The daughter of Asia Bibi, a Christian woman being held on death row in Pakistan, has spoken out about the alleged torture her mother experienced at the hands of alleged Islamic zealots.
"My friends told me that people were torturing my mother at the fields where she used to work," Esham Masih, who was nine years old at the time, told Mail Online. "I rushed to the spot and found that she was being abused and tortured by men."
The beating allegedly began after Bibi encountered some Muslim workers in the field where they all worked. The women accused her of being unclean because of her Christian faith and later said that she made disparaging remarks against the prophet Mohammed. After the beating, Bibi was taken into custody and sentenced to be hanged. Her case has drawn international attention from Christian and women's rights organizations.
"I still dream of the day she was tortured and arrested," Masih added. "I could not sleep properly. They had torn her clothes. The angry men came back and started torturing us both and tore down her clothes again. They dragged her to the center of the village. We both were crying but there was nobody to listen to us. After half an hour or so, the police came and my mother asked me to go and find my father, who was hiding at my uncle's house. But he was too terrified to leave. I ran back and by that time police had taken my mother away."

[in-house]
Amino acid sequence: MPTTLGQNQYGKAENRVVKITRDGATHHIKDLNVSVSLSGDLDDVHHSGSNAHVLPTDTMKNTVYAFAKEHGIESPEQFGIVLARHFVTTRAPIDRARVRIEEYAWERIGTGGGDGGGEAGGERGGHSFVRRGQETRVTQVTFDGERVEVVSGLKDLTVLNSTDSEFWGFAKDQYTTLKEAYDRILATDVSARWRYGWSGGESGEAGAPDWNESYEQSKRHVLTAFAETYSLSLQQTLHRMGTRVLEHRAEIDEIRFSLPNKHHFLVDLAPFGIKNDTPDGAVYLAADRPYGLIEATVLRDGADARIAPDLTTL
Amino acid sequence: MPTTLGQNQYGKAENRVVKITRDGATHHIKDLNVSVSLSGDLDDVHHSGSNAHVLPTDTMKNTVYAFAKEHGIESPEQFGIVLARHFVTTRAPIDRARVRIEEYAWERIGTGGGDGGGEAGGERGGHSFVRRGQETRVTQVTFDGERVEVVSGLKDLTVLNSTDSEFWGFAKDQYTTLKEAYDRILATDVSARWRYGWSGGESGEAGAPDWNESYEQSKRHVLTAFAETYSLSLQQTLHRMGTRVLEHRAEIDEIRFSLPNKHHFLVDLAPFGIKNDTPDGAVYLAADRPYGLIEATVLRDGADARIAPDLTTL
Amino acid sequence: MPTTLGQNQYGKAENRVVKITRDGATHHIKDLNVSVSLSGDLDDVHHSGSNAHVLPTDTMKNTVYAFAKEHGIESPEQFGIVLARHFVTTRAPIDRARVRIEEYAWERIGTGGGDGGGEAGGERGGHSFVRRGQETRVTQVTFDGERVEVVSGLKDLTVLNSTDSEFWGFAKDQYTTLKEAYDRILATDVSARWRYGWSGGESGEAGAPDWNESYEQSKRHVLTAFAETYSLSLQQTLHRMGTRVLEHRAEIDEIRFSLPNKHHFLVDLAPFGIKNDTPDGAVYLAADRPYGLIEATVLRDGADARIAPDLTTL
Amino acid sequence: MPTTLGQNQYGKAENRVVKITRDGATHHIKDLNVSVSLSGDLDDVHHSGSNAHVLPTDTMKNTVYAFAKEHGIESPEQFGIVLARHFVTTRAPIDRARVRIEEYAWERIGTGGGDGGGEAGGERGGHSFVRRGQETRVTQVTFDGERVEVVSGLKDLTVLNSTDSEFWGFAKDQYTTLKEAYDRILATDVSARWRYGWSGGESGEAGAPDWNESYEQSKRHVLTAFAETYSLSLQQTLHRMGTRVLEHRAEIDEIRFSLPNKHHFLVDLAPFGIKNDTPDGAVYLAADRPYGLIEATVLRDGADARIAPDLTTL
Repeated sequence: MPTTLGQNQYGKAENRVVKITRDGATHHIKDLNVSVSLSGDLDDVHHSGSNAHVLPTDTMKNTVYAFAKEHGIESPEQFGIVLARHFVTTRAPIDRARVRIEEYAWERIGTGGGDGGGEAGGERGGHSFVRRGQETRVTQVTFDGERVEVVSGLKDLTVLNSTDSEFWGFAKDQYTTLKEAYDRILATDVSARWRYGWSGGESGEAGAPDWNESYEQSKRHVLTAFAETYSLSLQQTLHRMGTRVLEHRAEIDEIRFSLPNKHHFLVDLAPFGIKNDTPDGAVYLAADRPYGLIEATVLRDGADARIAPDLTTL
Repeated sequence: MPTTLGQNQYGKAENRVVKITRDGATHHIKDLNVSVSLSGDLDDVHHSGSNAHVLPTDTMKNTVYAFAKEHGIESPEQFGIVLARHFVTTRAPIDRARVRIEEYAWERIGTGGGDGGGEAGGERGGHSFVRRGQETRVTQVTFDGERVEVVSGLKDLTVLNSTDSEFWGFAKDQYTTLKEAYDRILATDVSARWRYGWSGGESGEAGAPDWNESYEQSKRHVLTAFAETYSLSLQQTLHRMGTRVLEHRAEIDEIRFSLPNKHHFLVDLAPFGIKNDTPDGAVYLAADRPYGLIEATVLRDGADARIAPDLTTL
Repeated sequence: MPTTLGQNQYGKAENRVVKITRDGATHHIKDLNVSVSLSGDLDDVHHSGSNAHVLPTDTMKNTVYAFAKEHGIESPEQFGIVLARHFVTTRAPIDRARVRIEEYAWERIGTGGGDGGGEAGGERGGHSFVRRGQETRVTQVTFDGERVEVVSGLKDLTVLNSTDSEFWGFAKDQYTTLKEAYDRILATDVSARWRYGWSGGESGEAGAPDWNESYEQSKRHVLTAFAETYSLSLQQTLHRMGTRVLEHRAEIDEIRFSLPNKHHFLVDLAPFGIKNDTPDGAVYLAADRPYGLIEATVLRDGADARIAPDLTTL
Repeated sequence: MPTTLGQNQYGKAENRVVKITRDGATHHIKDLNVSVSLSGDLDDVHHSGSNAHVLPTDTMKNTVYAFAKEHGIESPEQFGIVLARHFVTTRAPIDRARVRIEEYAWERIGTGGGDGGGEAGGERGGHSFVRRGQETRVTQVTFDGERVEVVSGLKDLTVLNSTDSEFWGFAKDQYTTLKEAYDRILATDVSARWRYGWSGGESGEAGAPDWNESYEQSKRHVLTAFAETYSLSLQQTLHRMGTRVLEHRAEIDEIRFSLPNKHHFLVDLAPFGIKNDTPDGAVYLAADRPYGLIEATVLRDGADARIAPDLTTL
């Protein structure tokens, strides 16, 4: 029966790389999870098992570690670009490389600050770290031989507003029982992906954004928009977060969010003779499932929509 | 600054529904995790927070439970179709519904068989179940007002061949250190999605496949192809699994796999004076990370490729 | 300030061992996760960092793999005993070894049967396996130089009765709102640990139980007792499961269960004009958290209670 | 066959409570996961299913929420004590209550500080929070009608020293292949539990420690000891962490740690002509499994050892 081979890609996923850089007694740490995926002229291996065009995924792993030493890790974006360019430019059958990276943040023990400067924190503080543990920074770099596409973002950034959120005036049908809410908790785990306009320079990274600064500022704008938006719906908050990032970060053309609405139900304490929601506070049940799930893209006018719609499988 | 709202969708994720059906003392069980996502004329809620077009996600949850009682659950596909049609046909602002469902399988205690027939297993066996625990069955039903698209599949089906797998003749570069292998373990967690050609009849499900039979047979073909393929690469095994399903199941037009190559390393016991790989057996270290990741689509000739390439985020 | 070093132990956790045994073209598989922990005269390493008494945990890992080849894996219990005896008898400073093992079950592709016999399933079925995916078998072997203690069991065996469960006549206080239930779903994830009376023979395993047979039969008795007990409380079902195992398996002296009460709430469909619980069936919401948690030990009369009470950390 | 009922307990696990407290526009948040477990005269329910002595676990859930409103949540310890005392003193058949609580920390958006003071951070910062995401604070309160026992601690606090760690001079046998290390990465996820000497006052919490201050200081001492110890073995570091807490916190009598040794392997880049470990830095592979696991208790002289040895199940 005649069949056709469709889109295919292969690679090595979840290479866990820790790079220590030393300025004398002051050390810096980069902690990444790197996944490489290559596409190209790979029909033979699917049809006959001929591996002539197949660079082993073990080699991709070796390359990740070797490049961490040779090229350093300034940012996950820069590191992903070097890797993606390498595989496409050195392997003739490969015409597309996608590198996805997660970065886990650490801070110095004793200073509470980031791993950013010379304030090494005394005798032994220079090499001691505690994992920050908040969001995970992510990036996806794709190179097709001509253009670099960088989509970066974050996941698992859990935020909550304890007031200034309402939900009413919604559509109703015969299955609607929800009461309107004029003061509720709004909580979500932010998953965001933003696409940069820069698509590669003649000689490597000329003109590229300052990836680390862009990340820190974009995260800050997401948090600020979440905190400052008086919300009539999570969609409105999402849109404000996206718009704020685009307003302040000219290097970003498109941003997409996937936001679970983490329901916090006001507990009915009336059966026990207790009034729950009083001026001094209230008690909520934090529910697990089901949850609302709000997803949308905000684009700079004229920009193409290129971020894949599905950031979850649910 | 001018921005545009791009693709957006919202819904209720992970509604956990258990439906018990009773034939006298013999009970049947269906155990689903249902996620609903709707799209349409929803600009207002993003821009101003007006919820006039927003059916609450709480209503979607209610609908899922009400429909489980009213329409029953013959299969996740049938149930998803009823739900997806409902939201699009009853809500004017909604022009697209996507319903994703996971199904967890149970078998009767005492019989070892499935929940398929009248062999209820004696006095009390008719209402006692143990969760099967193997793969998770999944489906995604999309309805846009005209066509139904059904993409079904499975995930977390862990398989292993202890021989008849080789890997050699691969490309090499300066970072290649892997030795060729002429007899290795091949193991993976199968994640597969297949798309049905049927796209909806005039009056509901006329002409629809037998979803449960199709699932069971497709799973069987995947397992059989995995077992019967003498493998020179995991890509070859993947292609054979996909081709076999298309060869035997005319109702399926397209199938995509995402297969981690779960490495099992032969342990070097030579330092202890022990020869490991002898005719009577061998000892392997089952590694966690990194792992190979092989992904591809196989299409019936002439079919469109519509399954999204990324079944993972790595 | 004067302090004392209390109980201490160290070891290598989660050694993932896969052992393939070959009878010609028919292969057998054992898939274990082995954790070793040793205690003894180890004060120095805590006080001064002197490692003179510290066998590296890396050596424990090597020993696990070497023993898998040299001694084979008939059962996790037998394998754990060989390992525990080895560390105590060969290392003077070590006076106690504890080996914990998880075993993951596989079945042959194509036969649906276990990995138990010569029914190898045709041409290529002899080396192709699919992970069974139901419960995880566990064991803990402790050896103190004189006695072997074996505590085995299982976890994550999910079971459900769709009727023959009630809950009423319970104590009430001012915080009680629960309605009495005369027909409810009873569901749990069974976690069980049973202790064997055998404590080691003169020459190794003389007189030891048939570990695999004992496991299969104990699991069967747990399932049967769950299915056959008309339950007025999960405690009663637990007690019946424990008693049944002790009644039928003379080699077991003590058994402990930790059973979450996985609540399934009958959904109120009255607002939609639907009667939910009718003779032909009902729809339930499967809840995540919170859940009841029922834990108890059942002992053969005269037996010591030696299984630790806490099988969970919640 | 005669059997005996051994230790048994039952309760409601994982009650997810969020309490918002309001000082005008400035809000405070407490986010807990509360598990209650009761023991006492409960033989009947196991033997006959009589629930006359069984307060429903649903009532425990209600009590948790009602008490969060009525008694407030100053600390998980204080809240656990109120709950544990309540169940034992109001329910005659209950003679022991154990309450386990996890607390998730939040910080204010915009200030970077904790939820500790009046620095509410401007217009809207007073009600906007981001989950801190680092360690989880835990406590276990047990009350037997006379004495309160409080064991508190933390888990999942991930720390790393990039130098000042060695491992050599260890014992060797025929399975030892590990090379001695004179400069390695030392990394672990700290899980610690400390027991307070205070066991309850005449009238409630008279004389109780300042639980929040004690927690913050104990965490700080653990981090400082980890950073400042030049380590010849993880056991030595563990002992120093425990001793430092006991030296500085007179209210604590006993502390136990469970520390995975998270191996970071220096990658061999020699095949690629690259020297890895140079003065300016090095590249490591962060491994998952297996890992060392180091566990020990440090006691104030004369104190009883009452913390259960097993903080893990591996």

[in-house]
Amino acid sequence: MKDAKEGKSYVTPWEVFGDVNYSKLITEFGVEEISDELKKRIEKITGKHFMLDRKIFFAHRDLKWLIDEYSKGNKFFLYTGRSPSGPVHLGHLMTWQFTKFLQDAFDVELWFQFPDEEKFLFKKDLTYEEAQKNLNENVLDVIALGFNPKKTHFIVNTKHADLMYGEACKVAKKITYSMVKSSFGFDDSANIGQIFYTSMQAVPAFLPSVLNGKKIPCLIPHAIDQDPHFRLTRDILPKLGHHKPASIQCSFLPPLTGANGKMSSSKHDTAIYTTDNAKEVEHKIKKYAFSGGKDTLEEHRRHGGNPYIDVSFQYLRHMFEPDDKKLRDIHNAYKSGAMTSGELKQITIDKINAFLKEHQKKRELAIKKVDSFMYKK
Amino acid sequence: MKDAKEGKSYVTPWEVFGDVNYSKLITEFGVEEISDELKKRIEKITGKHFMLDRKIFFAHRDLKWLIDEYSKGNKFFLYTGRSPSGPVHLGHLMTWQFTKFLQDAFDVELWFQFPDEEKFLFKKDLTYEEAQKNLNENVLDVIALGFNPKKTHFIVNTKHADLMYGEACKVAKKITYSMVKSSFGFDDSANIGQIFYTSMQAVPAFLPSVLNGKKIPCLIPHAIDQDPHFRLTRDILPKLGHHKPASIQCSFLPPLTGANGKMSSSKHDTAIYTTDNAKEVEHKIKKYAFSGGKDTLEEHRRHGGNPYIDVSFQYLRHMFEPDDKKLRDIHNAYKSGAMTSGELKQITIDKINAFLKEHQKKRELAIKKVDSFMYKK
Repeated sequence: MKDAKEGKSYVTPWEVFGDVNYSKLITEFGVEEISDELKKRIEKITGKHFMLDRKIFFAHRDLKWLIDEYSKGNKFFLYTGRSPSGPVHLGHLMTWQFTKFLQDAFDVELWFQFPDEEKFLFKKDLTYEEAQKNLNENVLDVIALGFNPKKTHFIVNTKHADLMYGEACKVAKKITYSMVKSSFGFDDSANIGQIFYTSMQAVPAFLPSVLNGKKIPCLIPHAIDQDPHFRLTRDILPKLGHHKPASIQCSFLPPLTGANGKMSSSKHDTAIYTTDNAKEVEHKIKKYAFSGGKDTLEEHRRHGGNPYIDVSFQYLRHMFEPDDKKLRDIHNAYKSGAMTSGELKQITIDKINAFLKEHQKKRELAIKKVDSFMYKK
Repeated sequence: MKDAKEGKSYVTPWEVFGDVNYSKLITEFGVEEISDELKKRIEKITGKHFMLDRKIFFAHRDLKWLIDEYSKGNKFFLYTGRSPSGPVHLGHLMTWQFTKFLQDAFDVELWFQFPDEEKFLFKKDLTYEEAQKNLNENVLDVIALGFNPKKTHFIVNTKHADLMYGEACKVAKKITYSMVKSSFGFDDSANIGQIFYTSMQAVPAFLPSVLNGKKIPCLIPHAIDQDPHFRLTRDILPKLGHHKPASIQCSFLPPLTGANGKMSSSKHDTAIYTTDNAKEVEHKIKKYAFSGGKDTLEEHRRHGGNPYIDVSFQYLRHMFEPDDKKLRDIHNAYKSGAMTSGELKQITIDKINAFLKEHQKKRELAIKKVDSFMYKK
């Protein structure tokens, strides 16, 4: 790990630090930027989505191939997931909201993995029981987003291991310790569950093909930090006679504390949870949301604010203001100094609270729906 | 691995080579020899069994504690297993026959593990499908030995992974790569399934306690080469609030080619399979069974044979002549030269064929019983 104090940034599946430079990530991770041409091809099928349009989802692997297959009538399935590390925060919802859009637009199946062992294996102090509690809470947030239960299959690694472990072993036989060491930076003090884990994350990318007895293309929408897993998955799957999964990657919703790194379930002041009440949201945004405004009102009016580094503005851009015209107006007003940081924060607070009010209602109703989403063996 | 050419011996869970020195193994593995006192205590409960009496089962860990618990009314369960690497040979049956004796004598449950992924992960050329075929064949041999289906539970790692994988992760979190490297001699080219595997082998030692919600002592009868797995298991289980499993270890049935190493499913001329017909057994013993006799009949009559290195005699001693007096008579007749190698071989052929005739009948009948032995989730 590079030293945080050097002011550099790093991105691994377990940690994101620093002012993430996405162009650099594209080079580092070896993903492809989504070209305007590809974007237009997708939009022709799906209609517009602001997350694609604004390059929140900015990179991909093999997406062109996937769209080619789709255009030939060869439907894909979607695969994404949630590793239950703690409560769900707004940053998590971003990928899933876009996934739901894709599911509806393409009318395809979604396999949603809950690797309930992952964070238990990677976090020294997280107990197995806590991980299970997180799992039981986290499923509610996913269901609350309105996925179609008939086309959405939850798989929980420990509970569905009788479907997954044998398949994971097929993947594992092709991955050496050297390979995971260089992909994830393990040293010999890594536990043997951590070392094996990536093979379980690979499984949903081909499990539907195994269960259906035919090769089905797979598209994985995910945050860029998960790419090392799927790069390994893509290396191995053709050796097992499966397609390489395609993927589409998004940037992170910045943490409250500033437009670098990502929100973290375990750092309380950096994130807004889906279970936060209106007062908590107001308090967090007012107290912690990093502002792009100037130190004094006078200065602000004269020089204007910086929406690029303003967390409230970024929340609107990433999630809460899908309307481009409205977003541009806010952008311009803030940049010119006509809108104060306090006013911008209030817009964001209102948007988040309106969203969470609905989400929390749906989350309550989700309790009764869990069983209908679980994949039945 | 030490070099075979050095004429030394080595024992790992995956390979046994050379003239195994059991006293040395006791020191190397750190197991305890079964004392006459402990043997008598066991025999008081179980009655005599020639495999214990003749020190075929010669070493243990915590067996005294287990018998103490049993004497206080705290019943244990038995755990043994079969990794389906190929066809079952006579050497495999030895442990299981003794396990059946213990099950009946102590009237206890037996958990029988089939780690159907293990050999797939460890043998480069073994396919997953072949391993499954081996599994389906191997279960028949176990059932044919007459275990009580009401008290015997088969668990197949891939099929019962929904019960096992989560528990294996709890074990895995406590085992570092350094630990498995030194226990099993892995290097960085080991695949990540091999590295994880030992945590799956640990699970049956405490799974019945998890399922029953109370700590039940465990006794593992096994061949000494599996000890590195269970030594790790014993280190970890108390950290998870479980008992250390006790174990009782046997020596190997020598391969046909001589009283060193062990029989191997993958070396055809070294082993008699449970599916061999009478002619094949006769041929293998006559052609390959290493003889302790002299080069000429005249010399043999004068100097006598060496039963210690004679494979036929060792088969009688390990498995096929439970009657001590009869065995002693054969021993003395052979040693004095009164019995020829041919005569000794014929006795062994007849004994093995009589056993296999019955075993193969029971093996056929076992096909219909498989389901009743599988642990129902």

Not only was Masih and her mother abused, but her 15-year-old daughter Esha was, too.
"All those people who abused and tortured my wife knew me very well, but they did not respect anything," Ashiq Masih, Bibi's husband, told Mail Online. "They became so cruel. They even didn't spare my daughters and tortured them. I was so afraid that day. I do not think it could have helped her or our family if I had tried to save her that day. I might also have ended up in jail as a blasphemy-accused, and there would be no one to help my daughters."
Mr. Masih has appealed to the Pope and President Obama to try and secure his wife's release.
"We need help from all quarters," he said. "Barack Obama should play a positive role and convince Pakistani government to ensure justice in Asia's case."